No history of India, Pakistan or Afghanistan is complete without mention of Humayun (1508-1556). By the time he passed away, this great Mughal Emperor had dozens of military victories to his name and ruled over one million square kilometres of land. It’s fitting then that his tomb, located in East Delhi, is a UNESCO World Heritage Site which some prefer to the Taj Mahal. Humayun’s Tomb holds the distinction of being the first large-scale building in India to incorporate red sandstone.
The exterior is renowned for its intricate geometric patterns very much de rigeur in Islamic architecture. However, Humayun’s Tomb is an important blend of both Islamic and Indian styles, with the latter exerting its influence in the chhatri pavilions and brackets that surround the pale-hued main dome. The tomb was begun upon the orders of Humayun’s widow, Hamida Banu Begum, and took seven years to build. The premises were captured by the British after the Indian Mutiny and the gardens re-designed according to English landscape conventions. The tomb took on a practical importance as a shelter for those fleeing into Pakistan during the Partition of India in 1947.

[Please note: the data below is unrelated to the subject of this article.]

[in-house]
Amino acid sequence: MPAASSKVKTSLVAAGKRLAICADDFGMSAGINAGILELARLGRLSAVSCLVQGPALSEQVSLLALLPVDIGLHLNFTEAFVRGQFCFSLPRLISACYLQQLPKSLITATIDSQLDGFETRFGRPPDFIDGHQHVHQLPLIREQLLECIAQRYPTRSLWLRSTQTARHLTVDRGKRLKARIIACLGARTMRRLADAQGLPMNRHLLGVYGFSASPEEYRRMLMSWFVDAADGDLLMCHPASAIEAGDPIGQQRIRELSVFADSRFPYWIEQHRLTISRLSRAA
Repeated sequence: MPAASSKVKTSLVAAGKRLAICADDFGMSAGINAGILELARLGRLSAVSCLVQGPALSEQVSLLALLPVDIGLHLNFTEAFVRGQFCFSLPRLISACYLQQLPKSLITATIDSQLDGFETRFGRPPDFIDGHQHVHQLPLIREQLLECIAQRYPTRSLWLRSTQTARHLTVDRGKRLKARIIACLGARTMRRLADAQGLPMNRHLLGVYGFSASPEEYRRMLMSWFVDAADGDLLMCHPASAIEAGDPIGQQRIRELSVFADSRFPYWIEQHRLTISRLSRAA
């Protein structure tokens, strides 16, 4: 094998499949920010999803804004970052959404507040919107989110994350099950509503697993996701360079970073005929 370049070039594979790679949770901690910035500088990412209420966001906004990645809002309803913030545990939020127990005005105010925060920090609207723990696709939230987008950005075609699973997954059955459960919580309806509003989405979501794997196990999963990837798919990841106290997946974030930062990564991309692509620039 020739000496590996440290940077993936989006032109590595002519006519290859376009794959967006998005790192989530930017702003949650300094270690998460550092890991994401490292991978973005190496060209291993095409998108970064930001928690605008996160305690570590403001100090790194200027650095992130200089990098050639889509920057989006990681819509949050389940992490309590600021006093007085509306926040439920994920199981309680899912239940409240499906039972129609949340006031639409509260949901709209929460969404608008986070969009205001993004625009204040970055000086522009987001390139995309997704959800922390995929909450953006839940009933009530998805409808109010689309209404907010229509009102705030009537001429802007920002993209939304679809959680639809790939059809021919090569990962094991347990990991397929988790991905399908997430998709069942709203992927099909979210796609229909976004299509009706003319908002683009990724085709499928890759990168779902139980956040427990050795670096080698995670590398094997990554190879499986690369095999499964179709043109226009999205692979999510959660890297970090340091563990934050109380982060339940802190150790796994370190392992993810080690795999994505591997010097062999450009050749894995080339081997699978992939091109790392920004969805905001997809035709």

Other delightful aspects of the tomb include the six-sided stars painted onto the western barbican, the lattice windows of the Mecca-facing mosque and Humayun’s Spartan yet appealing cenotaph that above his actual grave which lies underground.
Char Bagh Garden is a wonderful green space to stroll through as you approach the tomb. Built in typical Persian style, although also bearing British influences, it is divided geometrically by bisecting pavements and red-coloured waterways. The double-domed Barber’s Tomb complements Humayun’s Tomb perfectly; a modest counterpoint to the lavishness of the main attraction here. No one knows precisely who is interred within.
Opening times are dawn till dusk every day and entry is possible via Mathura Road and Lothi Road.
Text © 2011 Abiyoyo SL